Michael Sterling

Character Counts – How to Leave a Job Gracefully


Imagine a co-worker who trashes his cubicle, plays practical jokes on his replacement and slinks off with the copier on his last day of work. Is this a person you’d recommend to a prospective employer?  Or expect your firm to rehire? Or expect team members to want to work with again? Probably not.


No matter what your feelings are towards your firm, bad behavior degrades the employment experience for everyone. Keep things professional from the day you start until the day you finish. I recently wrote about the best way to resign in “Exit Strategy: The Right Way to Resign.” However, giving notice at your current firm is not a license for ‘anything goes’ until your final day.


How to Leave a Job Gracefully


When leaving a job, it is best to exercise decorum, whether the move is voluntary or forced. To make the best of an awkward situation, here are some tips to remember:


  • Keep your mouth shut. Leaving a job (like ending a personal relationship) is strictly a private matter; and waving your dirty laundry serves no purpose.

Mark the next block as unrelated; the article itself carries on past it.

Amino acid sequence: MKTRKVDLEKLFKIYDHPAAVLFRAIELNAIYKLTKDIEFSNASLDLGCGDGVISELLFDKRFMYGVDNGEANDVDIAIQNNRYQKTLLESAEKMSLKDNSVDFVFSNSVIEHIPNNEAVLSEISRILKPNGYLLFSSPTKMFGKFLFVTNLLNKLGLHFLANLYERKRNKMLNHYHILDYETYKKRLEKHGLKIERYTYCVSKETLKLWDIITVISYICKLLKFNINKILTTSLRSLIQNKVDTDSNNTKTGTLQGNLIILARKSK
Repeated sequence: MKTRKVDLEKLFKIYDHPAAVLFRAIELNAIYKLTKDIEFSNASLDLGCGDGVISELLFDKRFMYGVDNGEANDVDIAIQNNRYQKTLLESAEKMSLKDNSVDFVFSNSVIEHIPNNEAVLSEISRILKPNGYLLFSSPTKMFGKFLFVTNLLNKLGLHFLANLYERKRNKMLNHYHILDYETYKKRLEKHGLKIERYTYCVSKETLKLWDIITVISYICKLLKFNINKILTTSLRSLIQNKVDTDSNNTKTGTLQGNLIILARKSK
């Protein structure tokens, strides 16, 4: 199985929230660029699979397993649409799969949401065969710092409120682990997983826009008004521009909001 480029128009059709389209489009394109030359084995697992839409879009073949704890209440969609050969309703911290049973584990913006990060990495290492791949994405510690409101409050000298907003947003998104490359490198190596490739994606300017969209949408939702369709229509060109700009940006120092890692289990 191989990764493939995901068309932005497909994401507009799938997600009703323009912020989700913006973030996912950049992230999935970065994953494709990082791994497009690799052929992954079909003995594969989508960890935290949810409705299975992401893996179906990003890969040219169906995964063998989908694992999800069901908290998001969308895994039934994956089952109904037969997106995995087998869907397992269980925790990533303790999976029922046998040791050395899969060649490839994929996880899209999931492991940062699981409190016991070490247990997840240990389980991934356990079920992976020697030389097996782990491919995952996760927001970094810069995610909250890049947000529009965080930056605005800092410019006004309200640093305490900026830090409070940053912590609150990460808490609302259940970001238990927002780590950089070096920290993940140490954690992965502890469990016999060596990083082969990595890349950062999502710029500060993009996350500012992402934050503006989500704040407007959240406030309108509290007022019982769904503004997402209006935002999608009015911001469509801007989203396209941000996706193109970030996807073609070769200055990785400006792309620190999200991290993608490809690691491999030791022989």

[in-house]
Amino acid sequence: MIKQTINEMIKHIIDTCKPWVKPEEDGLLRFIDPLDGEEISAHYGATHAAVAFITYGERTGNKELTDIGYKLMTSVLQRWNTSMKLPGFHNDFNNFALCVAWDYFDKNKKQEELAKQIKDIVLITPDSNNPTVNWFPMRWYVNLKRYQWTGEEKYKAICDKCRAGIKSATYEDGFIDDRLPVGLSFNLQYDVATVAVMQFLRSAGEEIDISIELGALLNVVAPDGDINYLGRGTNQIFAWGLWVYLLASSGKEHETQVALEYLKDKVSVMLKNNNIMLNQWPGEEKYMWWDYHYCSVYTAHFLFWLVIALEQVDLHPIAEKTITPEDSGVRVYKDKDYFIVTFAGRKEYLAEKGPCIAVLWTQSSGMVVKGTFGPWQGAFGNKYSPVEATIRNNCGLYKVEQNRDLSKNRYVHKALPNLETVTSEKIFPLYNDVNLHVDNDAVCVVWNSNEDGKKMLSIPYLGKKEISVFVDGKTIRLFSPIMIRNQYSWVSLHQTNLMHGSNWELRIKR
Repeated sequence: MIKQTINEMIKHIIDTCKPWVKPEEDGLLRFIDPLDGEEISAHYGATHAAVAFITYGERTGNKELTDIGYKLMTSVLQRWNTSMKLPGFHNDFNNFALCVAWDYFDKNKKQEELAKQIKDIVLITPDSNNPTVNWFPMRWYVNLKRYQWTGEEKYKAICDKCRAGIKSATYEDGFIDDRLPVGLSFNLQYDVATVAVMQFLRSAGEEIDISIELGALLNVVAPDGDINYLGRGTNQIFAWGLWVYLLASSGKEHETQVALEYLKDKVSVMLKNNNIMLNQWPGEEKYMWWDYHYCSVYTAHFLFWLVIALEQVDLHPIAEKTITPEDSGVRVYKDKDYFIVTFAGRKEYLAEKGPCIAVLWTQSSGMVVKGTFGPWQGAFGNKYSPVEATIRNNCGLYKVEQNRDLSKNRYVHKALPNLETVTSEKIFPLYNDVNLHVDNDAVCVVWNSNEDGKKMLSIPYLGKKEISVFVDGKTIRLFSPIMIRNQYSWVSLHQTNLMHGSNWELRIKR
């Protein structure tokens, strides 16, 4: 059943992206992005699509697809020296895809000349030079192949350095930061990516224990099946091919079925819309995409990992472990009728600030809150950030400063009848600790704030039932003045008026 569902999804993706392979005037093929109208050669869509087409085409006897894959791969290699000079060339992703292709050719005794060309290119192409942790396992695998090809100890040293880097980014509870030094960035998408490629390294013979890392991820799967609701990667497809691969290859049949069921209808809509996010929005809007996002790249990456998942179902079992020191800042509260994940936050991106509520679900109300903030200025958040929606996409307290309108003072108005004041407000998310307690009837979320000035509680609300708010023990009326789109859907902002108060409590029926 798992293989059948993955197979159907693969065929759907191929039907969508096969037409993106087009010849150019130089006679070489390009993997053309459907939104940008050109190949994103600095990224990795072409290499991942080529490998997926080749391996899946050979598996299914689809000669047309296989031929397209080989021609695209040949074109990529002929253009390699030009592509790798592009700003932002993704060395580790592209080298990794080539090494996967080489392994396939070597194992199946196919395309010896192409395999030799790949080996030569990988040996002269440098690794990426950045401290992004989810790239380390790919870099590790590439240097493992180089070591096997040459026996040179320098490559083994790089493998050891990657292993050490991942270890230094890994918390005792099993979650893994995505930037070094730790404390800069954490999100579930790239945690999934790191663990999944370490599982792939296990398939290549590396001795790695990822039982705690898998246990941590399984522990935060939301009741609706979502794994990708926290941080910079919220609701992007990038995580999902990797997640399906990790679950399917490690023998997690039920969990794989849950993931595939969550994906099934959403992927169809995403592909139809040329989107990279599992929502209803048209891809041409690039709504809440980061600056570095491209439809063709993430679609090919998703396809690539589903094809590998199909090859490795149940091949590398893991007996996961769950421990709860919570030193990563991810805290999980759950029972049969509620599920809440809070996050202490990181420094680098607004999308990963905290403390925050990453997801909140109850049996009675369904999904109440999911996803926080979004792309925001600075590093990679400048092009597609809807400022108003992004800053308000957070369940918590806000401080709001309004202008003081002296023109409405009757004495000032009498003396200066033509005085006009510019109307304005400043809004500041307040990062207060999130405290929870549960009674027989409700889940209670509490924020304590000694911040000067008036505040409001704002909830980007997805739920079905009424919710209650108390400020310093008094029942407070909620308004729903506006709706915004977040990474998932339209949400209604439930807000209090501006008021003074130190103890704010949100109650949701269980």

• Stay cool. Even in the context of a “confidential” exit interview, there’s nothing to gain from scorching the Earth.
  • Keep your distance. Soliciting support (or inciting dissent) from your co-workers might create the impression of a conspiracy or coup d’etat – and unwittingly implicate innocent people.
  • Burn bridges at your own peril. The firm you left yesterday may need your services tomorrow. The team members you work with now, may be a prospective co-worker – or even boss- in the future. If you don’t have anything nice to say, don’t  say it.


Sure, it’s easy to be gracious when everything’s rosy. But it takes an extra dose of character to act like an adult when the going gets tough. If you’re ever caught in a sudden employment shift, try to maintain your composure and consider the consequences of your actions.


Workplace trends like office yoga and casual Fridays may come and go—but good manners are forever.


As Shakespeare wrote, “A person is remembered for his entrances and exits.”


As a career coach and recruiter specializing in public accounting, I advise candidates on issues like these daily. Interested in more career nutrition? Check out the Career Wellness section of the SterlingFreeman website. And connect with me on LinkedIn.


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